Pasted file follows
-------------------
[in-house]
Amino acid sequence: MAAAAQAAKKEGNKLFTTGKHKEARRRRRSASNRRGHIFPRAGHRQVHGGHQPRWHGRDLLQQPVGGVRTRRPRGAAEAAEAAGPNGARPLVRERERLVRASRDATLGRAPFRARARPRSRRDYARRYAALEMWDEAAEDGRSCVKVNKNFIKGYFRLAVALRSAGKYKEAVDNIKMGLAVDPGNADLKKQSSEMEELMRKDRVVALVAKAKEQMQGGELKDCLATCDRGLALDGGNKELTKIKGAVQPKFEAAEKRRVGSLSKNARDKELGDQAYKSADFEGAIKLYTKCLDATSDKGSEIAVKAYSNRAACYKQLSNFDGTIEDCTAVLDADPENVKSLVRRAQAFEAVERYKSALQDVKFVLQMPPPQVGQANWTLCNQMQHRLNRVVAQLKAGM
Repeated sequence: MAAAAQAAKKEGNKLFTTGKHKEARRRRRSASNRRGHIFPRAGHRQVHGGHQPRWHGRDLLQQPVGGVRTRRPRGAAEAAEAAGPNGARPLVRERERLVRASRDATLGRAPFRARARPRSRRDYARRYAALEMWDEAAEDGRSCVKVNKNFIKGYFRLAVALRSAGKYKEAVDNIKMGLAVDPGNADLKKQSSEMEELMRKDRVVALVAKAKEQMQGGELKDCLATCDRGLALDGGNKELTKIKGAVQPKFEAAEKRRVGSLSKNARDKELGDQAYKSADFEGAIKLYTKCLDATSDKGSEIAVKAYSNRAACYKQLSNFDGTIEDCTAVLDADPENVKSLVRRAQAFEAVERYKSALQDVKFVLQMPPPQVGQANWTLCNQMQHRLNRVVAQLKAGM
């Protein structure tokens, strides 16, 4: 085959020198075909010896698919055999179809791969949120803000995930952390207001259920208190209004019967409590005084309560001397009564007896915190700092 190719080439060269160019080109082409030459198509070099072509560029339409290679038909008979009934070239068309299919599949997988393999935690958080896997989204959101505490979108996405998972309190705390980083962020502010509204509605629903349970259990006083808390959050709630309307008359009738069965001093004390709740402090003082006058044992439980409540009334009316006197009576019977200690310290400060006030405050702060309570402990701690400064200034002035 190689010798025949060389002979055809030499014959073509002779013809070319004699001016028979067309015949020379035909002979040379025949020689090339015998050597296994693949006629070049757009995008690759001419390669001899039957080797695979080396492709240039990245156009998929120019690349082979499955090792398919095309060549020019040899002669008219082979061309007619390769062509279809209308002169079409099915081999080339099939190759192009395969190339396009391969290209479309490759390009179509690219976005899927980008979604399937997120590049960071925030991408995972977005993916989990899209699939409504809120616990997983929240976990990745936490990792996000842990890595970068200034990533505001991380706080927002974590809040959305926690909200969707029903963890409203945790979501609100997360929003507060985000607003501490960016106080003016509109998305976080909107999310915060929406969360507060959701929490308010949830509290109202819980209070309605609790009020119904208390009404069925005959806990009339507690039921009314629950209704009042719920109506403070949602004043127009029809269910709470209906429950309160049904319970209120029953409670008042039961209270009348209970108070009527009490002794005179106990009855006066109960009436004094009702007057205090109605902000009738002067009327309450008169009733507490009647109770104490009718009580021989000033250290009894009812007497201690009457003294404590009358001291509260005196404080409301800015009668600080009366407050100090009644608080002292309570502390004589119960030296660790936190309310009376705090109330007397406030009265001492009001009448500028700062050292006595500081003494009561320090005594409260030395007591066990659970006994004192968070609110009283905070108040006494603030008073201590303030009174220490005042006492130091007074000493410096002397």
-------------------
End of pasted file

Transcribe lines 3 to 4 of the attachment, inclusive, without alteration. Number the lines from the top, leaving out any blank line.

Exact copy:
Repeated sequence: MAAAAQAAKKEGNKLFTTGKHKEARRRRRSASNRRGHIFPRAGHRQVHGGHQPRWHGRDLLQQPVGGVRTRRPRGAAEAAEAAGPNGARPLVRERERLVRASRDATLGRAPFRARARPRSRRDYARRYAALEMWDEAAEDGRSCVKVNKNFIKGYFRLAVALRSAGKYKEAVDNIKMGLAVDPGNADLKKQSSEMEELMRKDRVVALVAKAKEQMQGGELKDCLATCDRGLALDGGNKELTKIKGAVQPKFEAAEKRRVGSLSKNARDKELGDQAYKSADFEGAIKLYTKCLDATSDKGSEIAVKAYSNRAACYKQLSNFDGTIEDCTAVLDADPENVKSLVRRAQAFEAVERYKSALQDVKFVLQMPPPQVGQANWTLCNQMQHRLNRVVAQLKAGM
């Protein structure tokens, strides 16, 4: 085959020198075909010896698919055999179809791969949120803000995930952390207001259920208190209004019967409590005084309560001397009564007896915190700092 190719080439060269160019080109082409030459198509070099072509560029339409290679038909008979009934070239068309299919599949997988393999935690958080896997989204959101505490979108996405998972309190705390980083962020502010509204509605629903349970259990006083808390959050709630309307008359009738069965001093004390709740402090003082006058044992439980409540009334009316006197009576019977200690310290400060006030405050702060309570402990701690400064200034002035 190689010798025949060389002979055809030499014959073509002779013809070319004699001016028979067309015949020379035909002979040379025949020689090339015998050597296994693949006629070049757009995008690759001419390669001899039957080797695979080396492709240039990245156009998929120019690349082979499955090792398919095309060549020019040899002669008219082979061309007619390769062509279809209308002169079409099915081999080339099939190759192009395969190339396009391969290209479309490759390009179509690219976005899927980008979604399937997120590049960071925030991408995972977005993916989990899209699939409504809120616990997983929240976990990745936490990792996000842990890595970068200034990533505001991380706080927002974590809040959305926690909200969707029903963890409203945790979501609100997360929003507060985000607003501490960016106080003016509109998305976080909107999310915060929406969360507060959701929490308010949830509290109202819980209070309605609790009020119904208390009404069925005959806990009339507690039921009314629950209704009042719920109506403070949602004043127009029809269910709470209906429950309160049904319970209120029953409670008042039961209270009348209970108070009527009490002794005179106990009855006066109960009436004094009702007057205090109605902000009738002067009327309450008169009733507490009647109770104490009718009580021989000033250290009894009812007497201690009457003294404590009358001291509260005196404080409301800015009668600080009366407050100090009644608080002292309570502390004589119960030296660790936190309310009376705090109330007397406030009265001492009001009448500028700062050292006595500081003494009561320090005594409260030395007591066990659970006994004192968070609110009283905070108040006494603030008073201590303030009174220490005042006492130091007074000493410096002397």